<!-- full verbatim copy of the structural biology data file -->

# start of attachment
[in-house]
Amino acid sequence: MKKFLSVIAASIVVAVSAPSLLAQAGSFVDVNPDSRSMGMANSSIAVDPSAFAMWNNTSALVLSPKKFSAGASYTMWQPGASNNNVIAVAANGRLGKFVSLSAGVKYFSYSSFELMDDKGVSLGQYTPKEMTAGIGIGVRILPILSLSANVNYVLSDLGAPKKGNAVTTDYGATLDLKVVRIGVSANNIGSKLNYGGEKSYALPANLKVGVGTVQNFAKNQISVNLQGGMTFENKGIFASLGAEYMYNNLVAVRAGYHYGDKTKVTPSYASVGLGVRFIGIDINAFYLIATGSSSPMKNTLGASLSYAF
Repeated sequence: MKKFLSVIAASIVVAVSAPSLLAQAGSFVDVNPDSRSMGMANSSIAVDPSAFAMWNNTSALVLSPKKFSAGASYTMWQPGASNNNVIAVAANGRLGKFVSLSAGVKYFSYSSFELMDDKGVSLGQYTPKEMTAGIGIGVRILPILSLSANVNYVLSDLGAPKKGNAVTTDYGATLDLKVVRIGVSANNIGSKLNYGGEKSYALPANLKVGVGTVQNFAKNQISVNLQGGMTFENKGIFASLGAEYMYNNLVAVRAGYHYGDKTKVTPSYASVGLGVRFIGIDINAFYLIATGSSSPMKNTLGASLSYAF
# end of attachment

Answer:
[in-house]
Amino acid sequence: MKKFLSVIAASIVVAVSAPSLLAQAGSFVDVNPDSRSMGMANSSIAVDPSAFAMWNNTSALVLSPKKFSAGASYTMWQPGASNNNVIAVAANGRLGKFVSLSAGVKYFSYSSFELMDDKGVSLGQYTPKEMTAGIGIGVRILPILSLSANVNYVLSDLGAPKKGNAVTTDYGATLDLKVVRIGVSANNIGSKLNYGGEKSYALPANLKVGVGTVQNFAKNQISVNLQGGMTFENKGIFASLGAEYMYNNLVAVRAGYHYGDKTKVTPSYASVGLGVRFIGIDINAFYLIATGSSSPMKNTLGASLSYAF
Repeated sequence: MKKFLSVIAASIVVAVSAPSLLAQAGSFVDVNPDSRSMGMANSSIAVDPSAFAMWNNTSALVLSPKKFSAGASYTMWQPGASNNNVIAVAANGRLGKFVSLSAGVKYFSYSSFELMDDKGVSLGQYTPKEMTAGIGIGVRILPILSLSANVNYVLSDLGAPKKGNAVTTDYGATLDLKVVRIGVSANNIGSKLNYGGEKSYALPANLKVGVGTVQNFAKNQISVNLQGGMTFENKGIFASLGAEYMYNNLVAVRAGYHYGDKTKVTPSYASVGLGVRFIGIDINAFYLIATGSSSPMKNTLGASLSYAF